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Memory Suitcase

Memory Suitcase: What a Japanese hairpin has taught me

Memory Suitcase: What a Japanese hairpin has taught me

A very special gift.

A very special gift.

A handcrafted hairpin from Japan together with a note of a dear friend have changed the perception of everyday items and their meaning for Varenka from Belgium. Read the friends’ note and learn more about Japanese handcraft in the latest memory suitcase.

“Varenka,

I know hairpins are not as popular in Europe as in Japan, so you do not have to feel guilty if you do not wear it constantly. But when you put it away, then put it away as a valuable object. An object produced by Japan, a whole other world, and brought to your world. The bodkin is made out of lacquered wood, typical Japanese craftwork; the pendant was made in the tradition of ‘yosegi-zaiku’ parquetry, combining the natural colours of different trees. But this jewel also gives notion of my idea of culture: it unites skill, tradition, simplicity and elegance, nature, beautiful deep black and fresh colours. Hopefully it pleases you and may you cherish it for a long time.

Simon”

I removed the paper to find a small, elegant, dark-green box. Because of the box, I immediately knew the present would please me. Presents that come in boxes like this one are certainly not mass-produced, ugly, I’m-sprayed-in-a-colour-but-I-will-lose-the-colour-within-a-week kind of presents. The beautiful dark-green colour and how the box and the paper were put together shined out some kind of love to me. A love for what is inside the box, and to me associated with the love of my friend who had just returned from Japan. Then I read the note, and I became even more certain that the present would not disappoint me. Eventually seeing the hairpin, I knew that I would do exactly what the note said it hoped for: cherish it for a long time.

This Japanese hairpin has a great meaning to me for various reasons. First of all, it is associated with one of my closest friends who carefully searched for a gift while being on the other side of the globe. The object itself is to me some sort of representation of what my friend finds important – the little list of: skill, tradition, simplicity and elegance. It is his idea of what is beautiful in this world, and it is irrevocably bound to his personality.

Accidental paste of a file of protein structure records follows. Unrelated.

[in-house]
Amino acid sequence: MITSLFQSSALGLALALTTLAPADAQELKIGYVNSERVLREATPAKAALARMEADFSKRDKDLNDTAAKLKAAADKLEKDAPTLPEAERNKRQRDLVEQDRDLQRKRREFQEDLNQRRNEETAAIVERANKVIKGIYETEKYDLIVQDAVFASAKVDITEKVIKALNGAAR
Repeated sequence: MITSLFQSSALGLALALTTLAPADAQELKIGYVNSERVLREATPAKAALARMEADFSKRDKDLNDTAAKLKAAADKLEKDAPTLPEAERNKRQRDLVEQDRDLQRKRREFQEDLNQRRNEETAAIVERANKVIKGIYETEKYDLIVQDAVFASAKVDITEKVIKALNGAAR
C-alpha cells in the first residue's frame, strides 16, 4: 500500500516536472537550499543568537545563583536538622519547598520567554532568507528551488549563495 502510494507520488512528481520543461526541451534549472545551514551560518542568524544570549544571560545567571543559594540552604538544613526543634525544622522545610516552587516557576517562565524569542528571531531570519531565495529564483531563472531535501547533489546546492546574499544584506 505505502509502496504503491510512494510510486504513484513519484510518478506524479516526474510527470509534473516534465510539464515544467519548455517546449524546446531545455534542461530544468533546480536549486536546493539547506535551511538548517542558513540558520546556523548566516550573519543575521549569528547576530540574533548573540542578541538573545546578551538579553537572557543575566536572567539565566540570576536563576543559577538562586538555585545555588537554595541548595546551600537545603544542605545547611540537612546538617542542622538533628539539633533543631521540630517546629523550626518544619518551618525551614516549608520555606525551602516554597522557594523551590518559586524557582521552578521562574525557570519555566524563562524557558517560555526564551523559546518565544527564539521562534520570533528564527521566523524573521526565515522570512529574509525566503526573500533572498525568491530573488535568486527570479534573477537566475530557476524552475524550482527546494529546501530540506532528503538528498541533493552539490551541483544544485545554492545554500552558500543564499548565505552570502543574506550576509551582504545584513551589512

But it is also the beautiful Japanese handcraft that made me choose this object. This hairpin is now a subtle hint of Japan in Europe, hinting to the future and the past. The classy black pin and quite simplistic outlines of the hairpin in general make the hairpin look fresh and modern. It refers to the future: because of its timeless appearance it will still look fresh and modern over a hundred years. At the same time, it looks back. A roughly two hundred years old Japanese parquetry tradition is what made this single hair accessory possible.

When I look at this present lying on top of my Ikea desk, I think about how the desk may be very useful, but cannot compete with this small wooden octagon in which eight different old trees have left their colour. It is a piece of another world, and it is a unique piece as well, causing it to be of great value to me.

Being so used to an environment where influences from all over the world are present everywhere, I forgot about how special that is. I forgot how it is only a very recent normality to have something from the other side of the world lying in front of you. I also forgot how it became quite an abnormality in my life to have something in front of me that is not a mass-produced object, but a hand-made one.

When my friend gave me this hairpin, he certainly gave me something to cherish for a long time. 

VarenkaVarenka Theunynck 
Varenka may be a minor character in Tolstoy’s Anna Karenina and a kind of condensed sugar-boiled milk – but it is also the name of a Dutch-speaking Belgian student of English and German literature, who is passionate about theatre, because she loves theatre and also other art forms, but also a little bit because it makes her skilled at pretending to be good at stuff.

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Varenka may be a minor character in Tolstoy’s Anna Karenina and a kind of condensed sugar-boiled milk - but it is also the name of a Dutch-speaking Belgian student of English and German literature, who is passionate about theatre, because she loves theatre and also other art forms, but also a little bit because it makes her skilled at pretending to be good at stuff.

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